Forest of the Impaled is one of the best team building cooperative board games I’ve ever seen. Six Muslim players must cooperate as a team to defeat the historical Vlad Dracula. The trick is: They Can’t Talk! Actually, the rules say they can’t “communicate” in any way, to include pointing, eye rolling, groaning, banging your head against the wall, etc.
“This game is about teamwork, leadership and communication.”
This game plays fast (1-2 hours) and is easy to learn and teach. It has some fun stuff in it: Castles, secret mountain passes, hideouts and impalements but really this game is about teamwork, leadership and communication.
One player is Dracula. Up to 6 other players must cooperate as a team of Muslim invaders to conquer Romania. This asymmetrical situation immediately raises a very interesting question. What is better? The efficiency of a small 1 person, autocratic, dictatorship? Or a very large, slow moving team? Are more minds better than one? What are their advantages and disadvantages? With practice, a good team can overcome their weakness and maximize their power of synergy. How do you do this? Through leadership, planning and communication.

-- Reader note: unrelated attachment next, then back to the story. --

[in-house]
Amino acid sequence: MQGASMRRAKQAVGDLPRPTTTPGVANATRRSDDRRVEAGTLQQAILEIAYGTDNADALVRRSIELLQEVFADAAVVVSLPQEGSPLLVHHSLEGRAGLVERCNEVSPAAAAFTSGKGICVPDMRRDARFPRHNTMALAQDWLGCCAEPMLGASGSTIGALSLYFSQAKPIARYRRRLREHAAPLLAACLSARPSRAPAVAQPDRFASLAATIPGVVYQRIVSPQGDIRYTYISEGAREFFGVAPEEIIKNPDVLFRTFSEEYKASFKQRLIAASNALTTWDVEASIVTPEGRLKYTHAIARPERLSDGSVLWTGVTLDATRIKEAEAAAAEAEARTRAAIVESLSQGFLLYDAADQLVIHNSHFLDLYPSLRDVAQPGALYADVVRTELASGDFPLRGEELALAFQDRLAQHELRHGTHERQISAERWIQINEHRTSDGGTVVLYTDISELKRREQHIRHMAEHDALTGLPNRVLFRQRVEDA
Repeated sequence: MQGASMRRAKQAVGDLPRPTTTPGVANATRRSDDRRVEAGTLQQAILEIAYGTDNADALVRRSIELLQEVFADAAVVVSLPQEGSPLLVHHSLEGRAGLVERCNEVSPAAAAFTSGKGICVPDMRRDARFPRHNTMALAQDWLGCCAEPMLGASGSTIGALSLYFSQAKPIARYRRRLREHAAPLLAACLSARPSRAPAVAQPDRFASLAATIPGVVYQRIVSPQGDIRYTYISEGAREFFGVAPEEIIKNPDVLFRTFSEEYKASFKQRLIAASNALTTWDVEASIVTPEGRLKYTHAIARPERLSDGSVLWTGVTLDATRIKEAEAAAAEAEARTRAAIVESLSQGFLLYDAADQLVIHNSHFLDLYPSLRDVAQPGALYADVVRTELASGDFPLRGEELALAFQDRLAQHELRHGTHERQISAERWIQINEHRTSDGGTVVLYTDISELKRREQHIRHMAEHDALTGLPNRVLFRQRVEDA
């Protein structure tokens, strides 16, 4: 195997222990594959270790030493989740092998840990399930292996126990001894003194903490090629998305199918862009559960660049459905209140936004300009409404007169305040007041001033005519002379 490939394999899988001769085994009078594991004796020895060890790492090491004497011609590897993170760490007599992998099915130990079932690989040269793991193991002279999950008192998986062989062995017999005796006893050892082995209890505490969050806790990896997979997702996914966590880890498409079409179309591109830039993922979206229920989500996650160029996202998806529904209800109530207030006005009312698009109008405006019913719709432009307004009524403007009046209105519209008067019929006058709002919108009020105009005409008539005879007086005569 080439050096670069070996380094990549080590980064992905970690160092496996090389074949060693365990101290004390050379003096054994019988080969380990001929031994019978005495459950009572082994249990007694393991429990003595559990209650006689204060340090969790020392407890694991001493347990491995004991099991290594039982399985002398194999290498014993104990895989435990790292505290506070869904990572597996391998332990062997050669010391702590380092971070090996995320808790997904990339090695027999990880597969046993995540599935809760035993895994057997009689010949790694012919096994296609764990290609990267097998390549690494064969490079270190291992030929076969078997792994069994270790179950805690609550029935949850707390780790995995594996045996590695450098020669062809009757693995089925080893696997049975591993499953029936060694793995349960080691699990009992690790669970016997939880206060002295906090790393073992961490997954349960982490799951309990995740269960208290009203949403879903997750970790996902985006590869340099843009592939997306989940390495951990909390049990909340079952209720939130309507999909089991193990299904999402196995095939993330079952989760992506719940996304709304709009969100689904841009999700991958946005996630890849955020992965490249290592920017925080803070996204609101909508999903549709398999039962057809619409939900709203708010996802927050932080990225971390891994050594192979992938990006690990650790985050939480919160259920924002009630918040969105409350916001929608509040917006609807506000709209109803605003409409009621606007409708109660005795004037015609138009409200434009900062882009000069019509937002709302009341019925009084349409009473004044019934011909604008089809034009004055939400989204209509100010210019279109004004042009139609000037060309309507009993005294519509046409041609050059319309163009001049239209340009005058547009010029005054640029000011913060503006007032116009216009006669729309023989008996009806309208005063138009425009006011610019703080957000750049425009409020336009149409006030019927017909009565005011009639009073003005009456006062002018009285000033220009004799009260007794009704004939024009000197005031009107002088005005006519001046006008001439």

The Muslim players can talk and plan freely before the game starts. After it begins, players can only talk briefly with other players while they are in the same spot on the board. So what happens when the plan gets disrupted?
Let’s say 3 players are supposed to move up the middle and take on Dracula. I’m supposed to take my army around the west to capture castles and drive deep into Transylvania. I shouldn’t be facing any serious resistance. That’s the plan.
On turn 1, Dracula unexpectedly races across the board to the west and bam, there he is right in front of me. Now what? We can’t talk. What should I do? What should the 3 players in the middle of the board do? We need to adapt but how?
I could march over to talk to them but that will waste a couple of turns to get there and then back. There usually isn’t time for that. The Muslims only have 4 turns to defeat Dracula!
Painful. Agonizing. Interesting. Fun. Also the same types of situations we run into at work. Well, maybe not impalements and castle sieges but things like:
- How to plan for the unexpected.
- How to react to the unexpected when you are stopped in the field and not able to consult your team or management. -or maybe how do you react on the spot BEFORE you can consult your team and management.
- How important it is for everybody at your organization to know the strategic goal and keep it in mind.
- How will your individual decisions and actions affect that plan and others on your team.
Just to name a few.
This game brings out the very best in team building, cooperative board games.